After falling in love with Eliza Green’s Feeder I was absolutely burning with questions! Thankfully, Eliza agreed to answer a few of them for me.
You’ve tried a lot of different jobs. Why did you become a writer?
I was looking for something creative to do, so that’s where the massage course came about. The ghost hunting was purely for fun and the fashion designing was when I was still trying to figure out life at nineteen! I hadn’t planned on becoming a writer, in fact in my old job I had to do a lot of minute taking at meetings. It was pure torture typing them up and because of that I never considered it something I’d like to do.
I was reading a sparkly vampire book (you know the one) and I was sitting there wishing I could change aspects of the story. It was around Easter time, and I had some time off work. I got out my laptop and started on a story I had in my head. I found I really enjoyed the creative process. It was so different to the minute taking, which was monotonous at best. It took me years to learn the craft after that, but the bug got me from that moment.
What was your inspiration for the challenges on each floor of Arcis, and how did you decide on the nine driving principles (structure, pressure, altruism, problem solving, class structure, competition, humility, information, skills)?
In my mind I had this place where you compete through nine floors. On each of them you learn something different. I wanted to look at what it is we’re taught about life, what lessons we must face to become well-rounded individuals. The idea seemed to fit better with a teenage perspective. Our teenage years are the most volatile because of all the hormones floating around inside us. We learn some things. We give up on others. I wanted to create a place where the principles drive action. How people act depends on their personality, their life experiences thus far. The nine principles are what make up our education system. Except in this place where Anya and Dom are, there are consequences if you choose one way over another.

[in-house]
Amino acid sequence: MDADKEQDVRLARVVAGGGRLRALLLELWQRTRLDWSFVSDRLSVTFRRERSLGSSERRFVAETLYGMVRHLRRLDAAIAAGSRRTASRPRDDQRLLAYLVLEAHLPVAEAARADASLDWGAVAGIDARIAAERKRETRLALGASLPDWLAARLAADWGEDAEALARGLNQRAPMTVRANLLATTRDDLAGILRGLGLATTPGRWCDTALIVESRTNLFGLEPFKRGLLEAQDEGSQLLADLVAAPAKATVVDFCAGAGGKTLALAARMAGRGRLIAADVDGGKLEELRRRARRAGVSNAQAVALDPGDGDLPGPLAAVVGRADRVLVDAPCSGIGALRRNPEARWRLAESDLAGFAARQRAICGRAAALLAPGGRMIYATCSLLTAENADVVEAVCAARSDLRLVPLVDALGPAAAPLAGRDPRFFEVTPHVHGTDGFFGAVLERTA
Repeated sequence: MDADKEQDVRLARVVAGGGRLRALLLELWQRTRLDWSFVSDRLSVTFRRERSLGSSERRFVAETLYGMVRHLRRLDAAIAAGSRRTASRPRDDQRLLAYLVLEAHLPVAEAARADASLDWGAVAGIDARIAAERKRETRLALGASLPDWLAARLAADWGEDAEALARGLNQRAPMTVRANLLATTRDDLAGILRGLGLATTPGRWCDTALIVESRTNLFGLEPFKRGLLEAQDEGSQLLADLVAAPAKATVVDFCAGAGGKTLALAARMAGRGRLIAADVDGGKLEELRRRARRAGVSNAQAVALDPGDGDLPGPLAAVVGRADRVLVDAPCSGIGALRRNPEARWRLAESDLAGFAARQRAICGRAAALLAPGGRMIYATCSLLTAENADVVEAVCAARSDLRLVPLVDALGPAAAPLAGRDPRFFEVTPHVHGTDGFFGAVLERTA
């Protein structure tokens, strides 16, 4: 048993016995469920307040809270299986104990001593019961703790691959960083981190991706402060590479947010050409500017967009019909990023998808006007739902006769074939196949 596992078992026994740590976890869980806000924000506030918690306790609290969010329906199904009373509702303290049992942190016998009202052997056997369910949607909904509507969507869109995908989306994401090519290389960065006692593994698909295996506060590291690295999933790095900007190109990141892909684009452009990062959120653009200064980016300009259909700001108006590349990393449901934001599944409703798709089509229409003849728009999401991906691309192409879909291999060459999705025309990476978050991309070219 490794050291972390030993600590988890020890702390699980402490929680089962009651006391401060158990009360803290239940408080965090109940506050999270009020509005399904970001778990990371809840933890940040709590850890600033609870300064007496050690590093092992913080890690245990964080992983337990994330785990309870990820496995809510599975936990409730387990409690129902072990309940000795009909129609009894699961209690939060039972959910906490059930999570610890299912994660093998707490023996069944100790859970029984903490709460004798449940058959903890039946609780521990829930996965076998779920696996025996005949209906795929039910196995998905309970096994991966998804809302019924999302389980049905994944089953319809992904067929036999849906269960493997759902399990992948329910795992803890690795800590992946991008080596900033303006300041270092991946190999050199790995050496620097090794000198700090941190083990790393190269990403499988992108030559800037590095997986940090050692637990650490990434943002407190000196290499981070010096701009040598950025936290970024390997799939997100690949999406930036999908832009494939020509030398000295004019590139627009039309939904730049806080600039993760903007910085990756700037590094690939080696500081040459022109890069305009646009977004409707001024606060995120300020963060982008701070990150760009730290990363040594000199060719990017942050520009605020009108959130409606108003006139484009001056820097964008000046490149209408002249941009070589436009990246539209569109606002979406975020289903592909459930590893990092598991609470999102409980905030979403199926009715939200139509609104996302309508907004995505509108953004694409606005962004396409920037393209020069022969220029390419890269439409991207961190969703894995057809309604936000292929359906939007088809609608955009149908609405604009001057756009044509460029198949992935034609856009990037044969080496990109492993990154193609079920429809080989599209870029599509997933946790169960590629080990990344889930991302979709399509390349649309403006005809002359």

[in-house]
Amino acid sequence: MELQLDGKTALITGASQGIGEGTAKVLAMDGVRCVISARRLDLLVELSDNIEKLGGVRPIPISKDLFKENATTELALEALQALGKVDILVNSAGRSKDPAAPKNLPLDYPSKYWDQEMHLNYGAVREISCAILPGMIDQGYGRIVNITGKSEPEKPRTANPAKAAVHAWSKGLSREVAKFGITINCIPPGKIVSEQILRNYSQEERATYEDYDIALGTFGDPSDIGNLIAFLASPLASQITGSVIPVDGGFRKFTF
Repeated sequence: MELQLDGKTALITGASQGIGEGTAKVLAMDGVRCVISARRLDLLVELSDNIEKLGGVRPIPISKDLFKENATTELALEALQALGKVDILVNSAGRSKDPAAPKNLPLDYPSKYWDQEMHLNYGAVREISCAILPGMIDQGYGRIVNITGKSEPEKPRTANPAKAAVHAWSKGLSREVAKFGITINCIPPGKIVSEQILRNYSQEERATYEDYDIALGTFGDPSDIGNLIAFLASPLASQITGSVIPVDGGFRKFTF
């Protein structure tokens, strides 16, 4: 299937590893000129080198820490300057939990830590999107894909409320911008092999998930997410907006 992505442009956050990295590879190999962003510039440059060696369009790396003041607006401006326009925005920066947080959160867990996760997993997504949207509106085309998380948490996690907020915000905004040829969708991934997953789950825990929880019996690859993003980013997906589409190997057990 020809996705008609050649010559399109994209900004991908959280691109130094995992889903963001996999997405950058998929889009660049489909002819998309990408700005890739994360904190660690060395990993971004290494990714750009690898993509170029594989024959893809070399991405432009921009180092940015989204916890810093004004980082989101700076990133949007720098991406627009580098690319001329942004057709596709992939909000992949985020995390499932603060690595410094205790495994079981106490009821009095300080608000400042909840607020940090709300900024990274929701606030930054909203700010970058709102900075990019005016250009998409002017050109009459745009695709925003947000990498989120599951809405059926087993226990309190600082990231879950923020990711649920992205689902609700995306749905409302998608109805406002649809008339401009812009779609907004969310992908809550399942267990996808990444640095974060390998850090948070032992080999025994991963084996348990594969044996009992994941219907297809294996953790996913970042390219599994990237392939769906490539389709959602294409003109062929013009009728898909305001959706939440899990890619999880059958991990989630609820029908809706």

I also look at society as it is now, take what’s good about it, what’s bad, what’s interesting. I try to draw out a strand of an idea, apply a what-if scenario to it, and see if it leads anywhere.
On the fourth floor (class structure) the girls are forced into choosing to serve the boys in order to survive, while the boys are tempted into tyrannizing the girls in order to progress; this floor seemed particularly allegorical. What was the main lesson you hoped the reader would learn?
That no matter how dire the choice appears to be, you still have a choice. Some were eager to get off the floor, so they took the easiest route, or the hardest, depending on whether you were a boy or a girl. But there were safer choices. Desperation and feeling out of control drove some to force situations that didn’t need to happen.
Can you tell us about your next project?
Next in this world are two stories. The first is from Dom’s point of view. We learn more about what drives him, what makes him weak and why he and Sheila are such good friends.
And another from Warren. We catch up with him in Arcis and uncover a little of what happens after Feeder ends.
I’m also writing Breeder, Book 2 in the Feeder series. It will be set in Praesidium where Carissa lives.